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The Great Gatsby: The Demise Of Two Dreams

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While there are numerous themes throughout the text of F. Scott Fitzgerald's The Great Gatsby, the most prominent is that of the American Dream. The American Dream is the idea that any person, no matter what he or she is, or from where he or she has come, can become successful in life by his or her hard work; it is the idea that a self-sufficient person, an entrepreneur, can be a success. In this novel, however, it is the quest for this 'dream' (along with the pursuit of a romantic dream) that causes the ultimate downfall of Jay Gatsby.

Throughout the book, Gatsby avoids the reality of his simple, difficult childhood in efforts to avoid the embarrassment of having lived in poverty during his youth. At the age of seventeen, Jay Gatsby changed his name from James Gatz, marking the beginning of his version of the American Dream. "His parents were shiftless and unsuccessful farm people [and] his imagination had never really accepted them as his parents at all [...] the truth was that Jay Gatsby, of West Egg, Long Island, sprang from his Platonic conception of himself [when he] invented just the sort of Jay Gatsby that a seventeen year old boy would" (104). And although masked for most of the story, Gatsby's childhood provides a key source of determination in his endeavor of achieving the American Dream.

During Gatsby's early adulthood, he joined the army (where he first met Daisy). He initially loved her because of her extraordinary house and because many other men had already loved her. One evening in October, Gatsby fell in love with Daisy Fay, and in turn she fell in love with Gatsby. "[Daisy] was the first 'nice' girl that he had ever known" (155). Their love was uneasy at first but this uneasiness was lifted when he and Daisy fell in love, and he found that "she thought [he] knew a lot because [he] knew different things from her" (157). While their month of love was physically ended when Gatsby went abroad, their emotional love was not and Daisy, in her artificial world, could not understand why Gatsby could not come home; she wanted her love to be with her, she needed some assurance that she was doing the right thing. It was not long however, before Daisy fell in love with a wealthy, former All-American college football player named Tom Buchanan. Gatsby's heart was broken, yet his love for Daisy was strong and he was determined, in order to achieve one element of his American Dream, to get her back.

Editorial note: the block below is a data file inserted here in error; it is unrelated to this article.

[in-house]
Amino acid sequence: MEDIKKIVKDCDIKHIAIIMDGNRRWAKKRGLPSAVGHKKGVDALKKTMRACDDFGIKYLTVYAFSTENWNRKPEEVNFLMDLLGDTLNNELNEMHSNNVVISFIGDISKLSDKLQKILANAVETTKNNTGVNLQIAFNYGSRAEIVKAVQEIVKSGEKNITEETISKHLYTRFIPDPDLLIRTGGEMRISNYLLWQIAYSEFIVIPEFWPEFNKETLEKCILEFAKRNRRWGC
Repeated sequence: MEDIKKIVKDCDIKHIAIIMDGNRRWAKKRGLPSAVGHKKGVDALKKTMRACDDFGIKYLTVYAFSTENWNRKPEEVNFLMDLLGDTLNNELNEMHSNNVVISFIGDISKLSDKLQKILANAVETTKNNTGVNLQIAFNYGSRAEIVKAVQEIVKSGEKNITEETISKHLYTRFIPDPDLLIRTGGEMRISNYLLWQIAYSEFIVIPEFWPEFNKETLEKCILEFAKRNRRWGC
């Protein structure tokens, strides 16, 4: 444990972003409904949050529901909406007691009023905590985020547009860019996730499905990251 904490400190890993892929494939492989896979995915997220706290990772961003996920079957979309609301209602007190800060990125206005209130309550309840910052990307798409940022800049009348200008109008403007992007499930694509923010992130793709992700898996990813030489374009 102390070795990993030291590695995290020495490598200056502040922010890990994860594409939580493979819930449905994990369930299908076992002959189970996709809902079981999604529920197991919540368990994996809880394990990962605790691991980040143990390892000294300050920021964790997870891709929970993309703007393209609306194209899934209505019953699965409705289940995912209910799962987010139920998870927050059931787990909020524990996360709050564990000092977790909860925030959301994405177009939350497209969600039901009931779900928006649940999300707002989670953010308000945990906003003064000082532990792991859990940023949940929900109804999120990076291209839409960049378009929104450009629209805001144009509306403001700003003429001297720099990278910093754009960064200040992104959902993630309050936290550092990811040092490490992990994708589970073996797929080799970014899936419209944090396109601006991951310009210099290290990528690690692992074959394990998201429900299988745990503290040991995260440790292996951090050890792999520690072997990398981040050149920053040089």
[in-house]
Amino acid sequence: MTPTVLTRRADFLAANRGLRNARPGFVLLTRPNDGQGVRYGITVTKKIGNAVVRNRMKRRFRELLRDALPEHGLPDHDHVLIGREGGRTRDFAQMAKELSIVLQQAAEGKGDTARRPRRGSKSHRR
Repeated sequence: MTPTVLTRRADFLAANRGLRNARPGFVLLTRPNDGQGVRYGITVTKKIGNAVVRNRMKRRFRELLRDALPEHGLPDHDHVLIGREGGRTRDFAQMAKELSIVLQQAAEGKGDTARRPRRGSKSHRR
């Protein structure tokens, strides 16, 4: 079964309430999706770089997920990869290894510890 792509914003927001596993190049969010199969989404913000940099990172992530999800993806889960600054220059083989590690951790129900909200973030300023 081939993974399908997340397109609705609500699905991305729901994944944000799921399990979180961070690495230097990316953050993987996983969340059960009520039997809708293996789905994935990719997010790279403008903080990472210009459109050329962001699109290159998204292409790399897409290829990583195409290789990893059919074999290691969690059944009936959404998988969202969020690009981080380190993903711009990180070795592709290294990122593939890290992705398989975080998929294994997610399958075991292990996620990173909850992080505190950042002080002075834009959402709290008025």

Once he returned from abroad, it did not take long for Gatsby to attempt this. He knew that Daisy was a shallow woman, easily overwhelmed by material items, and thus the best way for him to gain her affection was to flaunt his wealth (which he did by throwing lavish parties). With Nick's help, Gatsby and Daisy were reunited and Gatsby, given another chance to show off his wealth and win her back. He used this meeting to show Daisy what he had become. She was amazed by the extravagance of his house and when he threw his imported shirts around the room, she began to cry because she realized that she had missed out on much of his life. It was at this moment, when the dream that he had strived for was right in front of him, that he realized that Daisy was not as perfect as he remembered her. This was clearly evident to Nick who thought "there must have been moments [...] when Daisy fell short of his dreams - not through her own fault but because of the colossal vitality of his illusion. It had gone beyond her, beyond everything" (101). At this point, it becomes apparent that Gatsby's dream can no longer be fully achieved; yet it is being achieved because he is finally back with Daisy, even though she is still with Tom.

From this point on, Gatsby's American Dream begins to unravel. Tom, suspecting Daisy of cheating on him with Gatsby, makes some investigation of his affairs and begins to undermine Gatsby's idealistic concept of himself by making him realize that he is not what he has made himself out to be. He makes Gatsby see that he does not appear to people in the way that he thinks of himself. He exploits "what [Gatsby's]



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